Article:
Let’s say you don’t want a blurry background, but  instead you’d like numerous things to be in focus. Photos with sharp backgrounds typically require a LOT of light. These photos are best taken outside in a brightly lit area. Easiest solution? Get outside. Set your dial to AV as instructed above, and set your aperture setting to at least 11. Background still not sharp enough? Try upping your number until you find that it’s sharp enough, you can go all the way up to 22. If your photo gets blurry or dark, try upping your ISO to 1600 or higher.

Photo of using a very low aperture, lots of blur and bokeh in the background of the photo. Photo by Krista Lee, Krista Lee Photography / Real Life Captured
1.8 aperture – Ah! Look at that beautiful blurry background
Photo of 3.2 aperture. Photo by Krista Lee, Krista Lee Photography / Real Life Captured
3.2 aperture – A little less background blur, but still quite a bit
Photo of F22 aperture. Photo by Krista Lee, Krista Lee Photography / Real Life Captured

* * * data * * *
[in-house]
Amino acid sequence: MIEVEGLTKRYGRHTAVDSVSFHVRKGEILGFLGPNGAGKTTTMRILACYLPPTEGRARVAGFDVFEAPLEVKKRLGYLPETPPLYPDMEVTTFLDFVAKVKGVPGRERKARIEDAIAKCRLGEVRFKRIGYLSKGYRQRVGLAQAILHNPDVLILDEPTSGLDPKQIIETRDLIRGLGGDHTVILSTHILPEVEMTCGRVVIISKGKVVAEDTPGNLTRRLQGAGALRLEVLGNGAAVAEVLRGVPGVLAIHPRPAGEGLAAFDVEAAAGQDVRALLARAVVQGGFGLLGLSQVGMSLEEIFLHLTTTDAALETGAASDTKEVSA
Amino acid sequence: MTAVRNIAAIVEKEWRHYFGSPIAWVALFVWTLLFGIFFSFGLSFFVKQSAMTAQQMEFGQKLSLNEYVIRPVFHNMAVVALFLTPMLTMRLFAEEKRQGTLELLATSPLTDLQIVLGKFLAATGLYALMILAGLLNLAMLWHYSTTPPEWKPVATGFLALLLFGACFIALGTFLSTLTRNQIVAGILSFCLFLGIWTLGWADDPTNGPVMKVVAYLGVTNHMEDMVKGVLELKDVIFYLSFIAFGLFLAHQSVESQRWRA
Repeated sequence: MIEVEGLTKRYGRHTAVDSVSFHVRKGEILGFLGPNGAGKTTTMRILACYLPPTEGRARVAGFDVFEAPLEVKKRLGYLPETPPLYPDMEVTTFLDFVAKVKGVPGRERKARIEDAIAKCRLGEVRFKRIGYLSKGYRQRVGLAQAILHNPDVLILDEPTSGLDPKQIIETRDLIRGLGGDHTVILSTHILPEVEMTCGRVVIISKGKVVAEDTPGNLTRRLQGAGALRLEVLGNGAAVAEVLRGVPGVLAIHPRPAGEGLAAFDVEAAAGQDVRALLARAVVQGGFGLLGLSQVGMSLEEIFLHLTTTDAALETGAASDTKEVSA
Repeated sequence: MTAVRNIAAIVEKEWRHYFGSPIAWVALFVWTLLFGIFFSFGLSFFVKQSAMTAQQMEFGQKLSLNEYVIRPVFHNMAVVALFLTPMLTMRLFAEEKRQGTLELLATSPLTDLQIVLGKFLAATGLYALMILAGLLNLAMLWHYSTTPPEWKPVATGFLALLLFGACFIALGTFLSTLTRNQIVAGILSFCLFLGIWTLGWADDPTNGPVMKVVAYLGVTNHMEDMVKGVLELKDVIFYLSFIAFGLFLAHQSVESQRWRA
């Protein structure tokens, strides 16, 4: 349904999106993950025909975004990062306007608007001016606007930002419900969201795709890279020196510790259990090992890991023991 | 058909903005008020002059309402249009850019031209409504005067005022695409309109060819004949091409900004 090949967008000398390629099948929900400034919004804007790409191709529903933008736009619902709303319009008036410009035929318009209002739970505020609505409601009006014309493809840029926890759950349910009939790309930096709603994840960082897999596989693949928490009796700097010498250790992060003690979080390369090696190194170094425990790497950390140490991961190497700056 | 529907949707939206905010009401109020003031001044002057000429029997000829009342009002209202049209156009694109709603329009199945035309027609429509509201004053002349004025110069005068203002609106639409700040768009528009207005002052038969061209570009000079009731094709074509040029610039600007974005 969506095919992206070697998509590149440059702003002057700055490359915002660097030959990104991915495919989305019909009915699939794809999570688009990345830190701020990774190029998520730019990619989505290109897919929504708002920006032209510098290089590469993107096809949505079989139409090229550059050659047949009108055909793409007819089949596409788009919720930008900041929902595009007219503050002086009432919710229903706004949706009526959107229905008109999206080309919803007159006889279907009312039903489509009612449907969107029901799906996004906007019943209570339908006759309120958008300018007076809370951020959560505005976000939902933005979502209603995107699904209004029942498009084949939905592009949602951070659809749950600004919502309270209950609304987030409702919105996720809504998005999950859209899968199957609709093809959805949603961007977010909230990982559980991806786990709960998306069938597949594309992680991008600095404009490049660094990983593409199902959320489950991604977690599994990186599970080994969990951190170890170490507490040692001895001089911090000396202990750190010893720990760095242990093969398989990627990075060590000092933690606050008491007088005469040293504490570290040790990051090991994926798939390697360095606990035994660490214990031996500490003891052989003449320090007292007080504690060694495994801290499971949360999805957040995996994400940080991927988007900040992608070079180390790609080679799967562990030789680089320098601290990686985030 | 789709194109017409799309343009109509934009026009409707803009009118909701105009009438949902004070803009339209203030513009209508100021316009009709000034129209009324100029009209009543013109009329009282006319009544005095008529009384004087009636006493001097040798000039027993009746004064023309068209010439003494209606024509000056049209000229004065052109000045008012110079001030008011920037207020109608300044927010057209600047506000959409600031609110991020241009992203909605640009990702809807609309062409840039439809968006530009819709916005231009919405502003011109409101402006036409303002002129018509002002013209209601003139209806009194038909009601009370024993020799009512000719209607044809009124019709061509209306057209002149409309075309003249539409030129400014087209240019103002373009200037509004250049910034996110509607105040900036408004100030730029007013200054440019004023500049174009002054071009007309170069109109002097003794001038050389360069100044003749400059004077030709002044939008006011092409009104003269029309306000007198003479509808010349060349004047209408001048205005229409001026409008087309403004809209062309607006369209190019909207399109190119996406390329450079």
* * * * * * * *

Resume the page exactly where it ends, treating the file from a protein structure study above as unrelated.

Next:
22 aperture – All in focus. Notice the grain, though. Doing a high aperture sharp photo in low light requires your camera to keep the shutter open longer and can also require a high ISO, sometimes resulting in unwanted grainy images. Do this type of photo outside in a bright area to avoid the grain issue.

Aperture by Definition

For a bit more photo education, take a look at these proper definitions:

Aperture : A space through which light passes in an optical or photographic instrument, especially the variable opening by which light enters a camera.

Another definition: “More specifically, the aperture and focal length of an optical system determine the cone angle of a bundle of rays that come to a focus in the image plane.”

Honestly, when I first started out, the definition of aperture confused the living crap out of me. While the definition is accurate,  you don’t have to worry too much about it right now. Just try to focus on these 3 things when it comes to aperture:

  • Do you want a blurry background?
  • Conversely, do you want your entire background to be in focus?
  • Are you stuck in a dark room with no flash?

THESE are the situations where aperture is your friend and you’ll need to set it manually in your camera.

Aperture can be a very confusing subject! Remember that setting your aperture is especially important if you want a blurry background, a sharp background, or if you’re photographing something in a dark room. Leave a comment below if this helped, or if you have any questions. Happy shooting! – Krista

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Krista Lee is a Nashville, TN based portrait and wedding photographer. See her work and professional site at www.kristaleephotography.com